Mentions: An overlay of the five modeling structures revealed that Myr, Mor, Bac, Chr and Nar bound LLO with the same binding mode (Fig. 3). Given the conservation of binding interactions between LLO and the shared components in Myr, Mor, Bac, Chr and Nar, we subsequently focused our discussion on the structure of the LLO-Myr complex, which has the highest activity. Information from the modeled structure of LLO-Myr derived from the docking results was used for the 200-ns molecular dynamics simulation, based on which the preferential mechanism of binding between Myr and LLO was established. These analyses revealed that hydrogen bonds and electrostatic interactions were involved in the formation of the LLO-Myr complex, in which two binding cavities, Loop 2 (L2) and the Loop 3 (L3) of the toxin, made direct contact with the Myr ligand (Fig. 3). Our modeling also indicated that the 4H-chromen-4-one moiety of the Myr could form strong interactions with the side chains of residues Tyr427, Val428, Gln430 and Phe431 in the L2 region. In addition, Myr is proximal to the residues, Phe464, Thr465, Ser466, Ser467 and Ile468 (L3 region), which suggests a strong stacking interaction between these residues and Myr. Due to the binding of inhibitors in the cavity of L2 and L3, the fluctuation of L2 was restricted, which led to an increase in the distance between L2 and L1. Such an increase made LLO less optimal for engaging CHO and this lower affinity for CHO consequently lowered its lytic activity. This mechanism is consistent with fisetin, a natural flavonoid without antimicrobial activity, which was identified in our previous report13.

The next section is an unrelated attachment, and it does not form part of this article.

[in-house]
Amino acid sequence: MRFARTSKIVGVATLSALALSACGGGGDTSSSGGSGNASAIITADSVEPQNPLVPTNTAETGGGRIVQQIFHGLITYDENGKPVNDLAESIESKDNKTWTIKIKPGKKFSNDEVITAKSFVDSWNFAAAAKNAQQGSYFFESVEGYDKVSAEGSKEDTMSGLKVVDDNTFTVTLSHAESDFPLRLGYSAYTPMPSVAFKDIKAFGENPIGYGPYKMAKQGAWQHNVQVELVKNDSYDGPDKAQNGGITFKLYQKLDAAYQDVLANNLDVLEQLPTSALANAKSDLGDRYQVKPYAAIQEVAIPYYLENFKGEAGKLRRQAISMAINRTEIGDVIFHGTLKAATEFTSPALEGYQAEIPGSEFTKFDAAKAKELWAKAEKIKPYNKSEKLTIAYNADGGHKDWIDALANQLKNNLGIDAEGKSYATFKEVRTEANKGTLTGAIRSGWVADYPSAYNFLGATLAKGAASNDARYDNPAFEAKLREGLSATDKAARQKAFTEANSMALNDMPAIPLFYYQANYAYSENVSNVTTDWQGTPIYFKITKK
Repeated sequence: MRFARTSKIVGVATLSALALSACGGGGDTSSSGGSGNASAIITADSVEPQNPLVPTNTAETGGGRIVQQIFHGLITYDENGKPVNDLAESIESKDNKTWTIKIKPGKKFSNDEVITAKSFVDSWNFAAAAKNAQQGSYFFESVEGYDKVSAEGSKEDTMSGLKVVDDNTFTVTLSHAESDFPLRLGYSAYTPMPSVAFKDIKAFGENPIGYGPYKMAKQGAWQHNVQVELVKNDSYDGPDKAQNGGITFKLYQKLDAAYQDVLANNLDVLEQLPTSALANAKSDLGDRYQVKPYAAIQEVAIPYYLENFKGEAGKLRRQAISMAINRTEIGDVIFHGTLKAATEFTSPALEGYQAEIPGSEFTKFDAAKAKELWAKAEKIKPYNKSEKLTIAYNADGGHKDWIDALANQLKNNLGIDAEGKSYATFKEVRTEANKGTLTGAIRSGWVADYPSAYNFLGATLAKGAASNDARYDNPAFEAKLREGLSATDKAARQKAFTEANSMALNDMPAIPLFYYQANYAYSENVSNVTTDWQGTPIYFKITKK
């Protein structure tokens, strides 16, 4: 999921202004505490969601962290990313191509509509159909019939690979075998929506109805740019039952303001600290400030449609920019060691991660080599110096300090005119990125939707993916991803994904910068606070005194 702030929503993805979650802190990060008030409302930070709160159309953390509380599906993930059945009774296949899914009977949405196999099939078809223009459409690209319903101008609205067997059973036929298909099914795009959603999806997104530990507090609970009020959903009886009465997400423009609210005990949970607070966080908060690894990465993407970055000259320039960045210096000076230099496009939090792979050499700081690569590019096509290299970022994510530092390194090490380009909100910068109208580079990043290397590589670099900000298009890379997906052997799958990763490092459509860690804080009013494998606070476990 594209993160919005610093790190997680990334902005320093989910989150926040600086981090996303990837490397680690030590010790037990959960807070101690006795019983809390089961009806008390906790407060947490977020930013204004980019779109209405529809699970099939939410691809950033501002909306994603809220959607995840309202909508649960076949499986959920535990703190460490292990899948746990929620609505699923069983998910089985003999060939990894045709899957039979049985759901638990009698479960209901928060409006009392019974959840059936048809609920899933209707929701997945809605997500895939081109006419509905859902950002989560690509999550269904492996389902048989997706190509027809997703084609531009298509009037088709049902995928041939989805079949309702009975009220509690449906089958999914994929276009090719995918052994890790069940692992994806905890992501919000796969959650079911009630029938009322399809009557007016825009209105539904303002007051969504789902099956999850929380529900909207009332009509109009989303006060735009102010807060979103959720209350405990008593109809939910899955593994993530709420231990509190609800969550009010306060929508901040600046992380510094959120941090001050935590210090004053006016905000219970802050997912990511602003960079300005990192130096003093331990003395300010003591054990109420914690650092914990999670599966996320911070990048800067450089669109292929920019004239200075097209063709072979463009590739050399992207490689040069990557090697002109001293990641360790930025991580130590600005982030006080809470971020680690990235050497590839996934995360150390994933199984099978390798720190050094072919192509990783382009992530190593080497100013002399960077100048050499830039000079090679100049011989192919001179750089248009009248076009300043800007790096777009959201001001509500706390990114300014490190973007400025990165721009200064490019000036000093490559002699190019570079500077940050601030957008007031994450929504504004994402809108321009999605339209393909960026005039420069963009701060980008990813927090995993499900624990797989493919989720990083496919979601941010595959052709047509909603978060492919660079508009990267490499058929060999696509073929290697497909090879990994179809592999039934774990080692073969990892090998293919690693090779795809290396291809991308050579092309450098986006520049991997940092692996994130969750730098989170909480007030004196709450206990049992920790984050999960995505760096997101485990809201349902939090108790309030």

Novel inhibitor discovery and the conformational analysis of inhibitors of listeriolysin O via protein-ligand modeling.

Wang J, Zhou X, Liu S, Li G, Zhang B, Deng X, Niu X - Sci Rep (2015)

The interactions between inhibitors and LLO predicted by molecular modeling.
© Copyright Policy - open-access
Related In: Results  -  Collection

License
Show All Figures
getmorefigures.php?uid=PMC4352855&req=5

f3: The interactions between inhibitors and LLO predicted by molecular modeling.